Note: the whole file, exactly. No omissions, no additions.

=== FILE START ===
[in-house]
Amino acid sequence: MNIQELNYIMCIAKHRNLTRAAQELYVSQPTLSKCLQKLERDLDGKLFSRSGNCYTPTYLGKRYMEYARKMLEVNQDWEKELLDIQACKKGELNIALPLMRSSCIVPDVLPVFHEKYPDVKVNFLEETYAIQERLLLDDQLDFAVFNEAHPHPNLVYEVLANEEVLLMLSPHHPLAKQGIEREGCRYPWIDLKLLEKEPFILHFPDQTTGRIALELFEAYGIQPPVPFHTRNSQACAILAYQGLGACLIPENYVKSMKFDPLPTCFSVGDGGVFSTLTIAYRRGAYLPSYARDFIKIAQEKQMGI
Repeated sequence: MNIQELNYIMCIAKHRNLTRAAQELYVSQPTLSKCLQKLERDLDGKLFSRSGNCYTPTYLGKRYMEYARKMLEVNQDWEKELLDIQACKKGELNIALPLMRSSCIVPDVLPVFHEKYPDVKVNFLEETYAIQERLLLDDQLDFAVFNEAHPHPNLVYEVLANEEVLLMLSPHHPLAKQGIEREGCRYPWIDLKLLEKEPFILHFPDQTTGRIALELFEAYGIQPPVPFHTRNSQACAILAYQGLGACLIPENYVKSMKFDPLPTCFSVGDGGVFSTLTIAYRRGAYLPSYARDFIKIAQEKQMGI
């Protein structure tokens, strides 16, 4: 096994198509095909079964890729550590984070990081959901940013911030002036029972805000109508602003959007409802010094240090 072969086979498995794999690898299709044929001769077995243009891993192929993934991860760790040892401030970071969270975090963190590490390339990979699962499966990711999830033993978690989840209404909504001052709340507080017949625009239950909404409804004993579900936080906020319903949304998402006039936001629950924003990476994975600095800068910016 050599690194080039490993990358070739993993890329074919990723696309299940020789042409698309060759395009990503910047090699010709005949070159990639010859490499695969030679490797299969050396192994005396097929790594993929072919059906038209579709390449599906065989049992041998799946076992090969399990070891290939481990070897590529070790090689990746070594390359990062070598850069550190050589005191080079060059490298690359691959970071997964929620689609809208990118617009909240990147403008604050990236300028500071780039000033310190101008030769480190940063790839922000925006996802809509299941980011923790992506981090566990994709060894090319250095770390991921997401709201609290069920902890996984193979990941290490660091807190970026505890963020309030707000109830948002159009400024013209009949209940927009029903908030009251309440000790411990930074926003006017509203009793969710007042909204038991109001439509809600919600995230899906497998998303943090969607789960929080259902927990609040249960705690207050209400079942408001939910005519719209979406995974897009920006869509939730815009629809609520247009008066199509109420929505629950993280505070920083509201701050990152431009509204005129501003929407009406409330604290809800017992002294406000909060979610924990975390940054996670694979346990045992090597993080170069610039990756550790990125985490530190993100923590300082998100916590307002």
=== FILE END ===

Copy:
[in-house]
Amino acid sequence: MNIQELNYIMCIAKHRNLTRAAQELYVSQPTLSKCLQKLERDLDGKLFSRSGNCYTPTYLGKRYMEYARKMLEVNQDWEKELLDIQACKKGELNIALPLMRSSCIVPDVLPVFHEKYPDVKVNFLEETYAIQERLLLDDQLDFAVFNEAHPHPNLVYEVLANEEVLLMLSPHHPLAKQGIEREGCRYPWIDLKLLEKEPFILHFPDQTTGRIALELFEAYGIQPPVPFHTRNSQACAILAYQGLGACLIPENYVKSMKFDPLPTCFSVGDGGVFSTLTIAYRRGAYLPSYARDFIKIAQEKQMGI
Repeated sequence: MNIQELNYIMCIAKHRNLTRAAQELYVSQPTLSKCLQKLERDLDGKLFSRSGNCYTPTYLGKRYMEYARKMLEVNQDWEKELLDIQACKKGELNIALPLMRSSCIVPDVLPVFHEKYPDVKVNFLEETYAIQERLLLDDQLDFAVFNEAHPHPNLVYEVLANEEVLLMLSPHHPLAKQGIEREGCRYPWIDLKLLEKEPFILHFPDQTTGRIALELFEAYGIQPPVPFHTRNSQACAILAYQGLGACLIPENYVKSMKFDPLPTCFSVGDGGVFSTLTIAYRRGAYLPSYARDFIKIAQEKQMGI
């Protein structure tokens, strides 16, 4: 096994198509095909079964890729550590984070990081959901940013911030002036029972805000109508602003959007409802010094240090 072969086979498995794999690898299709044929001769077995243009891993192929993934991860760790040892401030970071969270975090963190590490390339990979699962499966990711999830033993978690989840209404909504001052709340507080017949625009239950909404409804004993579900936080906020319903949304998402006039936001629950924003990476994975600095800068910016 050599690194080039490993990358070739993993890329074919990723696309299940020789042409698309060759395009990503910047090699010709005949070159990639010859490499695969030679490797299969050396192994005396097929790594993929072919059906038209579709390449599906065989049992041998799946076992090969399990070891290939481990070897590529070790090689990746070594390359990062070598850069550190050589005191080079060059490298690359691959970071997964929620689609809208990118617009909240990147403008604050990236300028500071780039000033310190101008030769480190940063790839922000925006996802809509299941980011923790992506981090566990994709060894090319250095770390991921997401709201609290069920902890996984193979990941290490660091807190970026505890963020309030707000109830948002159009400024013209009949209940927009029903908030009251309440000790411990930074926003006017509203009793969710007042909204038991109001439509809600919600995230899906497998998303943090969607789960929080259902927990609040249960705690207050209400079942408001939910005519719209979406995974897009920006869509939730815009629809609520247009008066199509109420929505629950993280505070920083509201701050990152431009509204005129501003929407009406409330604290809800017992002294406000909060979610924990975390940054996670694979346990045992090597993080170069610039990756550790990125985490530190993100923590300082998100916590307002």